If you think about it – a firewall used to be a clever router, now everything has firewalls built in. Firewalls understand networking, IPSs understand applications, DLP solutions understand documents… they all do blocking at different places on the network. So, tie the controls together and get the “thinking” working separately.

  • 4 Neil MacDonald   August 19, 2009 at 9:56 am

    Allen, great contribution.

    Agree its more elegant to separate policy administration from policy decisions from policy enforcement. One of the challenges is agreeing on a common way to express policy that spans the enforcement points you describe. Vendors like to create silos and we help to perpetuate them by not demanding something different.

    So we end up in a situation where we have many security silos that mush together policy administration and enforcement – with DLP being the latest example.

    Microsoft’s agreement with RSA is interesting though. It heads the right direction with RSA’s DLP engine being about policy and Microsoft’s platforms being about enforcement.

  • 5 Keng Lim   August 19, 2009 at 6:57 pm

    DLP is about policy with control and DRM is one of the many enforcement mechanisms used to protect data. Here is the problem – DRM requires user identity to enforce policy, but most DLP today uses content to apply policy. Most DLP product on the market today is identity-blind. In order to implement DRM, identity-awareness is needed, that is the reason why DLP and DRM are two separate products.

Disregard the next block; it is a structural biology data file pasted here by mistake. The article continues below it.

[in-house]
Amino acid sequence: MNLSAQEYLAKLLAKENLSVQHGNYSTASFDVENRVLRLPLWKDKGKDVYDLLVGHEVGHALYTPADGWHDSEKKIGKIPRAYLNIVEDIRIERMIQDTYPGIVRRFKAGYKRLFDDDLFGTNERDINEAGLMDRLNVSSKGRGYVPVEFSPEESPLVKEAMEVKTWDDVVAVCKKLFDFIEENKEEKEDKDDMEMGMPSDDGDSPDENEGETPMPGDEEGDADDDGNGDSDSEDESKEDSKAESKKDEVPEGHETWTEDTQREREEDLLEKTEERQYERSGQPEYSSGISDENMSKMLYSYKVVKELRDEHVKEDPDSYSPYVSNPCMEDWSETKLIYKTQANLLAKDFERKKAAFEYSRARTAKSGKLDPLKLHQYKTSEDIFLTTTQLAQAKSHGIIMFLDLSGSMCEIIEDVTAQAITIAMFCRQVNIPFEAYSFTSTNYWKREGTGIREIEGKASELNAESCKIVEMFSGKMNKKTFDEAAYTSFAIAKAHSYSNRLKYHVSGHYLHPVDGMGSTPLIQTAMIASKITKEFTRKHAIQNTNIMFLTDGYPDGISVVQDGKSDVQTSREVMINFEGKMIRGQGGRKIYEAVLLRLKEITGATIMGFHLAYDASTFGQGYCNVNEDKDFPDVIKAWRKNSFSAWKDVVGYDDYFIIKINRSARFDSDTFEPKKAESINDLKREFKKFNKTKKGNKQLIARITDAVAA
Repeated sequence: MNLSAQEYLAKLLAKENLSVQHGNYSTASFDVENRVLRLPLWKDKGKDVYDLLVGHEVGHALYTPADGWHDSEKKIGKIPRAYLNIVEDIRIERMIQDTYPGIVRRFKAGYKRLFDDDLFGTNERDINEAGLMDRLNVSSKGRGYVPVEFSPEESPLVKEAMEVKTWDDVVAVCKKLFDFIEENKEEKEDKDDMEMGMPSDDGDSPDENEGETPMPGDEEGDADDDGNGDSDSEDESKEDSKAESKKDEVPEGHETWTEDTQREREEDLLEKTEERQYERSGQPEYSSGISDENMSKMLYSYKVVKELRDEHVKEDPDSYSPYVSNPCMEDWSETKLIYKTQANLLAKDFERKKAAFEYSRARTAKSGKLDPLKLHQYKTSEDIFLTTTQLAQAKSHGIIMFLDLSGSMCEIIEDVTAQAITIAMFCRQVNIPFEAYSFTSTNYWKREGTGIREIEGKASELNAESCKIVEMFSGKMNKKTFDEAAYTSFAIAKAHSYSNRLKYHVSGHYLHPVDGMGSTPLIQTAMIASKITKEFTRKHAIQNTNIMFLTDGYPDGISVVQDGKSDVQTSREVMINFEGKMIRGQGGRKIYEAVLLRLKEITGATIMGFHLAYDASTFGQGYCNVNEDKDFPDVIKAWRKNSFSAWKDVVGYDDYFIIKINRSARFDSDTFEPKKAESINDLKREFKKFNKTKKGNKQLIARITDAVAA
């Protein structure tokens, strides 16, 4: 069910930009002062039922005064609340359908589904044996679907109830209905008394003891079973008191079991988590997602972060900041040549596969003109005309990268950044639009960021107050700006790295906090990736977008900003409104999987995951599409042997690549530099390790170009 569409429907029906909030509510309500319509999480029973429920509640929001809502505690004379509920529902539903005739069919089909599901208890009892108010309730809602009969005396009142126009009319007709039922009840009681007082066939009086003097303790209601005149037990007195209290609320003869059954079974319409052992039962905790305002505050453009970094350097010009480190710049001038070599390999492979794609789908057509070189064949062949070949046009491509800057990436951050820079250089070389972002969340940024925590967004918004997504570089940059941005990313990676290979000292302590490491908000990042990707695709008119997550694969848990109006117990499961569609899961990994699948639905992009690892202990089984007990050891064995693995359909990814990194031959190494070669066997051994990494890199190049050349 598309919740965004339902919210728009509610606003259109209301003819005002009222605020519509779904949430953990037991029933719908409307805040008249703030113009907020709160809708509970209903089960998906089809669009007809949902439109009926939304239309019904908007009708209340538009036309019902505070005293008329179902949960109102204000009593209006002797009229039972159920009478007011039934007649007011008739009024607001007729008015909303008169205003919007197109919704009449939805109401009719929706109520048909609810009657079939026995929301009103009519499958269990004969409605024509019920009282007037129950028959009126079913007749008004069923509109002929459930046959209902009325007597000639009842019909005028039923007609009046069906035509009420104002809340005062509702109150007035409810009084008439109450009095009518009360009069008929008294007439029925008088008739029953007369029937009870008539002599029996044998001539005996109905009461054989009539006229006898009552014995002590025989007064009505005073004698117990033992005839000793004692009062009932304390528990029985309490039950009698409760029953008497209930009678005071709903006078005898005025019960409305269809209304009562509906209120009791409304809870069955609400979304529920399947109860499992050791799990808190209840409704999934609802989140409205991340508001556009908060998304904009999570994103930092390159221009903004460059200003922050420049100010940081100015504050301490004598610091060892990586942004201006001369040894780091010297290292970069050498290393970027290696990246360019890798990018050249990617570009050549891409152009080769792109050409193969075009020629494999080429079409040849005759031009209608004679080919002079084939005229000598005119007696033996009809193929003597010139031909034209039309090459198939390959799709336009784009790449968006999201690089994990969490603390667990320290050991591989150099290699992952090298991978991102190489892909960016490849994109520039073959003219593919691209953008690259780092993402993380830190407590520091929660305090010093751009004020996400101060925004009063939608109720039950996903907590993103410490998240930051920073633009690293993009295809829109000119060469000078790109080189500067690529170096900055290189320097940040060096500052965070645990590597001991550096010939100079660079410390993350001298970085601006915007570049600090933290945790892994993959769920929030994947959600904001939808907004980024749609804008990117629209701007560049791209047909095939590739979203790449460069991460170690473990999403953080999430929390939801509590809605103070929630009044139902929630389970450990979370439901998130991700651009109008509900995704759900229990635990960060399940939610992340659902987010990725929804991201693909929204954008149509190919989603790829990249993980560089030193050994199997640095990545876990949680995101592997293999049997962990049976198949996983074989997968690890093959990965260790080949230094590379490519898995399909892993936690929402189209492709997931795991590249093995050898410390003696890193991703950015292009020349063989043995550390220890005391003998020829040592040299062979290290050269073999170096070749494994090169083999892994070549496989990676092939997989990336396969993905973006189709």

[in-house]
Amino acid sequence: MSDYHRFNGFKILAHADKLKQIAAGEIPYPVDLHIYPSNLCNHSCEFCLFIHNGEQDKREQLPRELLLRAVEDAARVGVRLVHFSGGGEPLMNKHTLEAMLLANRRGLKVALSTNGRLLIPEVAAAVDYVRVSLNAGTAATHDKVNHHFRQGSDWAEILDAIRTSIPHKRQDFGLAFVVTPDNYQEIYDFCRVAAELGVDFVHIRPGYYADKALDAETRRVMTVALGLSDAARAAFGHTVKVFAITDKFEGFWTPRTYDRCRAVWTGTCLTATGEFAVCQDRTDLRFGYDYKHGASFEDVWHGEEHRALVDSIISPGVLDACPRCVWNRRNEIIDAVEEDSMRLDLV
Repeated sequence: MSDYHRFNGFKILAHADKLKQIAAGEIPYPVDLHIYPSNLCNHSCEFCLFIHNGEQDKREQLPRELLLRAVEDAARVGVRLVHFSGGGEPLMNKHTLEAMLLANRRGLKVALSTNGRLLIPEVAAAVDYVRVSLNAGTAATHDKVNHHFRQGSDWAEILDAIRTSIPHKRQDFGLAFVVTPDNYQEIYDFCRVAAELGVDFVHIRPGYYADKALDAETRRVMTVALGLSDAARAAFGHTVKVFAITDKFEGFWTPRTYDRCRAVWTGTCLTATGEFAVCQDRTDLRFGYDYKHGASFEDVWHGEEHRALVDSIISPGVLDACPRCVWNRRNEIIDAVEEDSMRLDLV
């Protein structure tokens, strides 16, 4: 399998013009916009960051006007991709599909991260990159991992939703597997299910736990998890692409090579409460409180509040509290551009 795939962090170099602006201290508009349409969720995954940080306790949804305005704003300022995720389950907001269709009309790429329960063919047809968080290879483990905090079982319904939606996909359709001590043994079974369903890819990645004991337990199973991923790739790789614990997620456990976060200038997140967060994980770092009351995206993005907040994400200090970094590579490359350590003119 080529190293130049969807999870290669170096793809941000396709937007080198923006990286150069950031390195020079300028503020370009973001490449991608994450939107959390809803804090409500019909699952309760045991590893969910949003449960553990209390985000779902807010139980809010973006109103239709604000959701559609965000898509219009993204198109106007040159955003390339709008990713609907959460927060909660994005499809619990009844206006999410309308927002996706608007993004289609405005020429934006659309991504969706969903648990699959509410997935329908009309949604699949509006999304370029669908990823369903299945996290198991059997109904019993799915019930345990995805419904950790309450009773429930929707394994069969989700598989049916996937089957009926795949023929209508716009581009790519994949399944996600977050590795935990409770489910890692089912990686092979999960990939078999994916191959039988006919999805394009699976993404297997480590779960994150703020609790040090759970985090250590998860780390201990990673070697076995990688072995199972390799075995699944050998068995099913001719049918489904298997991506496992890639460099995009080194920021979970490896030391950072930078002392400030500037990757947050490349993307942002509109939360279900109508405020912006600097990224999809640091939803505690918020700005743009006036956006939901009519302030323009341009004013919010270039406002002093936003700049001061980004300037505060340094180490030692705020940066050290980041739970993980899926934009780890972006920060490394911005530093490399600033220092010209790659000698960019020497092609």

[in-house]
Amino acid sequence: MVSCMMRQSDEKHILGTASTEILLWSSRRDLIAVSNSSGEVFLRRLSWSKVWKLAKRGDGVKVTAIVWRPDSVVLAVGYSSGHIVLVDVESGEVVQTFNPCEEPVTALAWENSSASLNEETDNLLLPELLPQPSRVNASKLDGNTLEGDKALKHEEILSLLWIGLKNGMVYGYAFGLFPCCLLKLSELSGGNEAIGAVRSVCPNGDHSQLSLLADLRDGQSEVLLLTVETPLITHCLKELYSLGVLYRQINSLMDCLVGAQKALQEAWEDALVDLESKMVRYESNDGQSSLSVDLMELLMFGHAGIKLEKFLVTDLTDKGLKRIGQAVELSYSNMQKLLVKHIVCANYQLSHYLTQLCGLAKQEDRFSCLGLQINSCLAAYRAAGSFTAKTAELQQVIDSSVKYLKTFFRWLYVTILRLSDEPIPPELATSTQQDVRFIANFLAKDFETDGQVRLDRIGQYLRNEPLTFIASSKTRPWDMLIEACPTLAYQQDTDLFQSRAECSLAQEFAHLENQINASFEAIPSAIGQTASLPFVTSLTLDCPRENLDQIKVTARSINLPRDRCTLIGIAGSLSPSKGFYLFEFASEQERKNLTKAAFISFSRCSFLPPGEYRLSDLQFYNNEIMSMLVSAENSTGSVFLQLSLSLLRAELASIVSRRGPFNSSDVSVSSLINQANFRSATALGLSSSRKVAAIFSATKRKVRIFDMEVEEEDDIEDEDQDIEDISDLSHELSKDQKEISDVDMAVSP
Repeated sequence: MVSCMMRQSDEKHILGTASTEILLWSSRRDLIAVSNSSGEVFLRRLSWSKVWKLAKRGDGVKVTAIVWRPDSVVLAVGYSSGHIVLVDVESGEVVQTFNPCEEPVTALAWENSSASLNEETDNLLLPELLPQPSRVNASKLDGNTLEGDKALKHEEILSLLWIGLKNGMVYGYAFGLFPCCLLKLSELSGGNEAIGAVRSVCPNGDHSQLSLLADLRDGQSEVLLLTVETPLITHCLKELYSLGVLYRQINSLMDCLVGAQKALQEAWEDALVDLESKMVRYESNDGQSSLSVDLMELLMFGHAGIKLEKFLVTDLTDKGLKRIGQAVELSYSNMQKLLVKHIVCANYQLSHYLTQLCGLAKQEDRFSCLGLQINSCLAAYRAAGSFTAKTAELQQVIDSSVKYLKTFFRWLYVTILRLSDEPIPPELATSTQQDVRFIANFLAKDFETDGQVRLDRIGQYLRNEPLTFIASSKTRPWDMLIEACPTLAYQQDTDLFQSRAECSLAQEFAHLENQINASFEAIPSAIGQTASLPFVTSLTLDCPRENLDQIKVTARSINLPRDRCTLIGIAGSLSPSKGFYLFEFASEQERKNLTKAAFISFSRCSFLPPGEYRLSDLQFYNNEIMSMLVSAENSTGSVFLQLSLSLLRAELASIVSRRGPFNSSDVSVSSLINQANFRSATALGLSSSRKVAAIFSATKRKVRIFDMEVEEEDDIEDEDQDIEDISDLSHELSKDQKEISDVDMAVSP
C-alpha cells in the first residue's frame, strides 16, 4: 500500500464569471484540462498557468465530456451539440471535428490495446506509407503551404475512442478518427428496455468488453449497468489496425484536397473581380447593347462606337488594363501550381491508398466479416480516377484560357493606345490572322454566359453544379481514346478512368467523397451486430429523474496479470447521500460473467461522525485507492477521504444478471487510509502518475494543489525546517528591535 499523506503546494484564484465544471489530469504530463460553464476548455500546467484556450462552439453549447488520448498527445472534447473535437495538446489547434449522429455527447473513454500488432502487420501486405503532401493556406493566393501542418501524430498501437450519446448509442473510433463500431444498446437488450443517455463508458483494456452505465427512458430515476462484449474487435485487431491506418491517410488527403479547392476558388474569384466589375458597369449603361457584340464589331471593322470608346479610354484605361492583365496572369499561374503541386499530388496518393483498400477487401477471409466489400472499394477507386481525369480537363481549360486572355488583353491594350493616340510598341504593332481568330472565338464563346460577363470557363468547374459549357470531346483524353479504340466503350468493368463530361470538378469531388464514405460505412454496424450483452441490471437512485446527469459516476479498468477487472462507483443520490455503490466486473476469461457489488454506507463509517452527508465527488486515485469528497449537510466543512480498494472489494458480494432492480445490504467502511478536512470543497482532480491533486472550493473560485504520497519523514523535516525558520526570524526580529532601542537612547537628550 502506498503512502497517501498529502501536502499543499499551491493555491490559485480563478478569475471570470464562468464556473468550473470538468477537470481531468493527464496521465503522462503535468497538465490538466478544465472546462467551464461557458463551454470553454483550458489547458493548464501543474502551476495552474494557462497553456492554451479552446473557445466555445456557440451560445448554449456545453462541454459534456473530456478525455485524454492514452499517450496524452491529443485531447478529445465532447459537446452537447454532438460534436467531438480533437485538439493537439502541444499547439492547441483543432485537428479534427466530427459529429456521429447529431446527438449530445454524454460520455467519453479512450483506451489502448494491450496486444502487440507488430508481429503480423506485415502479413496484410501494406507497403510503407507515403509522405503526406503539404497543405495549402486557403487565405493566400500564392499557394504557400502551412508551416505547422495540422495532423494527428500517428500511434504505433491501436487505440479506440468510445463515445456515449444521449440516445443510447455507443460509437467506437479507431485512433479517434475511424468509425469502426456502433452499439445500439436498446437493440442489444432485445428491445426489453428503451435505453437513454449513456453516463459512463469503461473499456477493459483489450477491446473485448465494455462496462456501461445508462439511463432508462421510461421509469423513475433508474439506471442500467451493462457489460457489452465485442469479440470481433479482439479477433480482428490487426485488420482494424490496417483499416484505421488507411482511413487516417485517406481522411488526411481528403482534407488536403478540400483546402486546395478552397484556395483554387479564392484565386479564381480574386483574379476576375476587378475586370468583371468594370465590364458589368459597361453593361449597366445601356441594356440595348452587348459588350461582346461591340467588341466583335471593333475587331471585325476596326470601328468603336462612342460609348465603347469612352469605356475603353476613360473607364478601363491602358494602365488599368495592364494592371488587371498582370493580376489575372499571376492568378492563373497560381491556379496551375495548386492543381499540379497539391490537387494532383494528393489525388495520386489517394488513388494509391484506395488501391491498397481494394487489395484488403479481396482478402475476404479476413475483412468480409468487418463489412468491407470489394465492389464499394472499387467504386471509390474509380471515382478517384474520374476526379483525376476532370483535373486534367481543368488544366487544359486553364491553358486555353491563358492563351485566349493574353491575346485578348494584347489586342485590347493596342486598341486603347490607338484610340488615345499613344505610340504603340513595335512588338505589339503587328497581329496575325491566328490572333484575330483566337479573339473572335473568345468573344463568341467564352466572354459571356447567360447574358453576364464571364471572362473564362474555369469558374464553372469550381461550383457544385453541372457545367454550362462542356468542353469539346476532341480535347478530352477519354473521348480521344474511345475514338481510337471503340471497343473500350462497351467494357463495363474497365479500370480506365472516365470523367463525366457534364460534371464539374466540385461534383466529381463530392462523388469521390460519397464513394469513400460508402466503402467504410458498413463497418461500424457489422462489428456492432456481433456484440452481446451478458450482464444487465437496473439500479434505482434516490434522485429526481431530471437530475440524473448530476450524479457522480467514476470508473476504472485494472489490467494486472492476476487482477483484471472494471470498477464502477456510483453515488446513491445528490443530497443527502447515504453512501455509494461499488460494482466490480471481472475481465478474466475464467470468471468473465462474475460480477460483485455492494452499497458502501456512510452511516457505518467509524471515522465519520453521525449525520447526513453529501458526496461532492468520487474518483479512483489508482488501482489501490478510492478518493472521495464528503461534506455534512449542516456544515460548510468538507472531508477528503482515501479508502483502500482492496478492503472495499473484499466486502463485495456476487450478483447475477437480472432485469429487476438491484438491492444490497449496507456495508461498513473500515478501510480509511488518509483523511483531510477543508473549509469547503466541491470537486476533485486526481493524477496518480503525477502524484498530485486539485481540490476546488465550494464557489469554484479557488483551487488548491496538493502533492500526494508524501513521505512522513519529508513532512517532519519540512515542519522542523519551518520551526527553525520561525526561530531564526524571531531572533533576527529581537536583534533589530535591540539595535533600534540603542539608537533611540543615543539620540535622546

I agree that DLP need to be content-aware. I will take this further by saying that DLP not just need to be content-aware, but “identity, content, and context aware”. When DLP becomes identity-aware (which is inevitable from my viewpoint), ability to enforce policy using DRM will naturally become part of the product. Long term, I expect DRM functionality to merge into DLP.

  • 6 Simon Thorpe   August 24, 2009 at 1:56 pm

    First I want to clarify that DRM is usually used when talking about business to consumer technologies, used by sites such as iTunes, Amazon Unbox etc. IRM (or ERM) is about protecting enterprise content, business to business. It’s a very different set of use cases. DRM is about stopping me from making copies of my music that I have purchased, IRM is about protecting my social security number in my health records used by my doctor.

    Agreed both technologies have some overlap. I wrote up an article a while back on the differences between the two…